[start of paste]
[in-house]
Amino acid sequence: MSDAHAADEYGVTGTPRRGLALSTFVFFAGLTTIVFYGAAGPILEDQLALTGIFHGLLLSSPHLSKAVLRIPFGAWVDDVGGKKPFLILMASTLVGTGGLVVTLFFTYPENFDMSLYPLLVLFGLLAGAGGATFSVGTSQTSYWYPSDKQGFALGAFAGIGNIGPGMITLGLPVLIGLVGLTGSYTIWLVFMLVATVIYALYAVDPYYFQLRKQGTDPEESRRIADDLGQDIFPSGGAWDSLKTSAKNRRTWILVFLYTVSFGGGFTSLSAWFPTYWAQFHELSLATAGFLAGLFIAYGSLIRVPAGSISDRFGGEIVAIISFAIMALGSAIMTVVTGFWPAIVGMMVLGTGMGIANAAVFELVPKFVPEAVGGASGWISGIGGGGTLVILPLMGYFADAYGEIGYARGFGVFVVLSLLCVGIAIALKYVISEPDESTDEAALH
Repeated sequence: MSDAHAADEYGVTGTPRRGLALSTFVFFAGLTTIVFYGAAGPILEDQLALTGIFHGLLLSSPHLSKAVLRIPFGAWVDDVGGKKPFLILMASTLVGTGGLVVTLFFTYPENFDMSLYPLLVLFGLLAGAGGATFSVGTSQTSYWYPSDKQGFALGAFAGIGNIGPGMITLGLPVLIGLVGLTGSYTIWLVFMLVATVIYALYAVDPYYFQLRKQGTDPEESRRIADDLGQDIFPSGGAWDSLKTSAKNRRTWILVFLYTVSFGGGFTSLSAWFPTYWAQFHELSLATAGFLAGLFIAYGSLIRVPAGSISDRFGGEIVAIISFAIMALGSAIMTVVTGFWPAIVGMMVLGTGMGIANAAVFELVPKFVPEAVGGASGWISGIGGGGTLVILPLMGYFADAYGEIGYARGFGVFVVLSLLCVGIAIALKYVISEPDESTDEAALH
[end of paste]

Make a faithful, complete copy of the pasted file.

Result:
[in-house]
Amino acid sequence: MSDAHAADEYGVTGTPRRGLALSTFVFFAGLTTIVFYGAAGPILEDQLALTGIFHGLLLSSPHLSKAVLRIPFGAWVDDVGGKKPFLILMASTLVGTGGLVVTLFFTYPENFDMSLYPLLVLFGLLAGAGGATFSVGTSQTSYWYPSDKQGFALGAFAGIGNIGPGMITLGLPVLIGLVGLTGSYTIWLVFMLVATVIYALYAVDPYYFQLRKQGTDPEESRRIADDLGQDIFPSGGAWDSLKTSAKNRRTWILVFLYTVSFGGGFTSLSAWFPTYWAQFHELSLATAGFLAGLFIAYGSLIRVPAGSISDRFGGEIVAIISFAIMALGSAIMTVVTGFWPAIVGMMVLGTGMGIANAAVFELVPKFVPEAVGGASGWISGIGGGGTLVILPLMGYFADAYGEIGYARGFGVFVVLSLLCVGIAIALKYVISEPDESTDEAALH
Repeated sequence: MSDAHAADEYGVTGTPRRGLALSTFVFFAGLTTIVFYGAAGPILEDQLALTGIFHGLLLSSPHLSKAVLRIPFGAWVDDVGGKKPFLILMASTLVGTGGLVVTLFFTYPENFDMSLYPLLVLFGLLAGAGGATFSVGTSQTSYWYPSDKQGFALGAFAGIGNIGPGMITLGLPVLIGLVGLTGSYTIWLVFMLVATVIYALYAVDPYYFQLRKQGTDPEESRRIADDLGQDIFPSGGAWDSLKTSAKNRRTWILVFLYTVSFGGGFTSLSAWFPTYWAQFHELSLATAGFLAGLFIAYGSLIRVPAGSISDRFGGEIVAIISFAIMALGSAIMTVVTGFWPAIVGMMVLGTGMGIANAAVFELVPKFVPEAVGGASGWISGIGGGGTLVILPLMGYFADAYGEIGYARGFGVFVVLSLLCVGIAIALKYVISEPDESTDEAALH